ZhenFund and Borealis Ventures also participated in the round, which will be used to launch the company’s sales and operations.
Dandelion spent two years inside X, Alphabet’s so-called moonshot factory, researching ways to make geothermal systems more affordable and accessible to homeowners. Buildings account for 39 percent of carbon emissions, with most energy used to heat and cool them. Dandelion says its systems will be cheaper than fuel or propane heating and will cost half what existing systems do.
“We started this project because we realized millions of homeowners are using expensive, truck-delivered fuels because they don’t have access to better options today,” Dandelion CEO Kathy Hannun said in a statement. “We knew if installing a geothermal heat pump was a simpler and more affordable process, these homeowners would have access to a better product that’s also better for the climate.”
In a blog post, Hannun explained further how the company developed its geothermal system.
We began prototyping and testing all sorts of ideas, like modifying a jackhammer that could burrow itself into the ground; freezing the ground with liquid nitrogen and chipping the soil away with a hammer; and even using a high pressure water jet to obliterate the ground at rocket speeds. After months of testing, we hit upon a design for a fast, slender drill that hit our objectives. It could drill just one or two deep holes just a few inches wide, and compared to typical installation rigs, it produced less waste and took up much less space as it operated.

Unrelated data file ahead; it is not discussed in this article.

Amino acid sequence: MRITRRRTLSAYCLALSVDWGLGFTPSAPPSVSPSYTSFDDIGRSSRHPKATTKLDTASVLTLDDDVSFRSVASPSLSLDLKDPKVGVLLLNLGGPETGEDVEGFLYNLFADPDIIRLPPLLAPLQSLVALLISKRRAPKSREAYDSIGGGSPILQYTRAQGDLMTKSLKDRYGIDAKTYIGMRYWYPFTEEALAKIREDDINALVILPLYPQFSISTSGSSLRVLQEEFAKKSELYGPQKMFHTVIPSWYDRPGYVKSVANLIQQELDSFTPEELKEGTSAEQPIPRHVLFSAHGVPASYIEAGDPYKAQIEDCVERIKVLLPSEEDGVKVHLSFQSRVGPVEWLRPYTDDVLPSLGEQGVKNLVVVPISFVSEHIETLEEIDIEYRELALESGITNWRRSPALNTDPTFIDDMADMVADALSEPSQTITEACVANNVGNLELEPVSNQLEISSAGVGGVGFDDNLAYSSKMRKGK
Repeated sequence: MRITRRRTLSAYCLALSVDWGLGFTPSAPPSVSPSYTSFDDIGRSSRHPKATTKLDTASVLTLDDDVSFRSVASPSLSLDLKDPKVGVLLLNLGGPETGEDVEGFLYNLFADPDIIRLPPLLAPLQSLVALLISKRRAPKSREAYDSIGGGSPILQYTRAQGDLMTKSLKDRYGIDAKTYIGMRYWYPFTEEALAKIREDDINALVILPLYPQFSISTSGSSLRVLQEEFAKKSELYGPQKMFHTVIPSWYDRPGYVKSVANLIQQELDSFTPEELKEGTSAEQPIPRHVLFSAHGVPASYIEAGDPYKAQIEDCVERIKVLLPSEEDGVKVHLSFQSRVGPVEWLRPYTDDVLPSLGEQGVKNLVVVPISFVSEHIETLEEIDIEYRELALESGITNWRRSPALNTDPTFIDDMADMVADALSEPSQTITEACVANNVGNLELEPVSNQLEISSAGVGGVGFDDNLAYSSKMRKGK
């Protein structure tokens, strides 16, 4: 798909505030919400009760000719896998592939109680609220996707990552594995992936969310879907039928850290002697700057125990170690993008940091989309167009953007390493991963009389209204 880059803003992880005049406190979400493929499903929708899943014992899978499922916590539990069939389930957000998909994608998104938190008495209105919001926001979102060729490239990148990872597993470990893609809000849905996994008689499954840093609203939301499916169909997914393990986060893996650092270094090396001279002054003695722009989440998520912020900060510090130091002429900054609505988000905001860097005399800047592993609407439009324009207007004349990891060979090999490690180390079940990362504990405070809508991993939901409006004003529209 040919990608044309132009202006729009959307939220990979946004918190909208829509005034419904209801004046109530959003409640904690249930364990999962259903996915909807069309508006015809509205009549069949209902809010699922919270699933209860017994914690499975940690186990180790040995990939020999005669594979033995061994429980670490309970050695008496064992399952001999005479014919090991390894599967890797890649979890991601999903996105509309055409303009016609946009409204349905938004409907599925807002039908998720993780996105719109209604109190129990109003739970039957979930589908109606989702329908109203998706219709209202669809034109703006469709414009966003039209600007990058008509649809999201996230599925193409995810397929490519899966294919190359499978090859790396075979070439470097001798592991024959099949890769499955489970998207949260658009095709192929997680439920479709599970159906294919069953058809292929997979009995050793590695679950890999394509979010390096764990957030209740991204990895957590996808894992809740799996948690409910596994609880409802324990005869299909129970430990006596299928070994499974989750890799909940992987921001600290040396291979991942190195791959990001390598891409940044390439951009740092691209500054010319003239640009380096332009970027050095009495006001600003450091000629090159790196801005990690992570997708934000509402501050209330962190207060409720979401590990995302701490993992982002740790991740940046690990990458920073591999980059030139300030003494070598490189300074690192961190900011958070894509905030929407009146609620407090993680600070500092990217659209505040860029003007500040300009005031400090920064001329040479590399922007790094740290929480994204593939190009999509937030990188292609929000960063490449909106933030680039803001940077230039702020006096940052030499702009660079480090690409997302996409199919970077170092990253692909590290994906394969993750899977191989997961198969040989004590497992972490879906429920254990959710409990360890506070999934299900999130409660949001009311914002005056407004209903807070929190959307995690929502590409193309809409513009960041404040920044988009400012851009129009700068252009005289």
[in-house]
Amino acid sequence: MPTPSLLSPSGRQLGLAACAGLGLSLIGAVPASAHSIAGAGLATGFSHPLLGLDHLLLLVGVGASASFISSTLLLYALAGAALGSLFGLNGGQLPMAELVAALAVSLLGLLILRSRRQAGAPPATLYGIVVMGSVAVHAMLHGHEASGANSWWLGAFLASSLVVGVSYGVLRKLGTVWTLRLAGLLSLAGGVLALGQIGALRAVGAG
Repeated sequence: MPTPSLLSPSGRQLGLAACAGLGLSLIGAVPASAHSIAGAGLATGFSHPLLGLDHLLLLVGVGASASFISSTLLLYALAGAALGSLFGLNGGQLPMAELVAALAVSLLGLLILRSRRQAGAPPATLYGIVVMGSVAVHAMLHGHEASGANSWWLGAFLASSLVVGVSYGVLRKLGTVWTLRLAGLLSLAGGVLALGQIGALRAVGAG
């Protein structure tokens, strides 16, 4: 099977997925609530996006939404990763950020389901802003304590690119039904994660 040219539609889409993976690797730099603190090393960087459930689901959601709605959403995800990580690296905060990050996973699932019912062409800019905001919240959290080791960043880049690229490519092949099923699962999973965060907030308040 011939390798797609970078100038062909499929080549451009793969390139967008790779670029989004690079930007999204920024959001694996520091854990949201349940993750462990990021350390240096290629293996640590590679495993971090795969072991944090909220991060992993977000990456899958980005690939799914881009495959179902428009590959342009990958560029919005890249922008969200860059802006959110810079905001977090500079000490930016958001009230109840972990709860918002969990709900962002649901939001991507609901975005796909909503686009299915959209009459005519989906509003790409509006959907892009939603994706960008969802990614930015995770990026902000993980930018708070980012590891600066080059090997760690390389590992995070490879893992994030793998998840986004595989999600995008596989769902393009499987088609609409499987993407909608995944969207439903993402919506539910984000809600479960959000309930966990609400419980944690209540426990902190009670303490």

Dandelion is signing up customers in New York and arranging partnerships with local heating and cooling installers. The company has also set up a program to allow homeowners to finance installations.
Alphabet’s X incubates technologies that aim, in its words, to “solve huge problems that affect millions of people.” Other X projects include Loon, a network of balloons bringing internet access to remote regions, and Makani, a wind turbine that can withstand stronger winds. Google also offers Project Sunroof, a search engine that finds local solar installers, in the U.S. and Germany.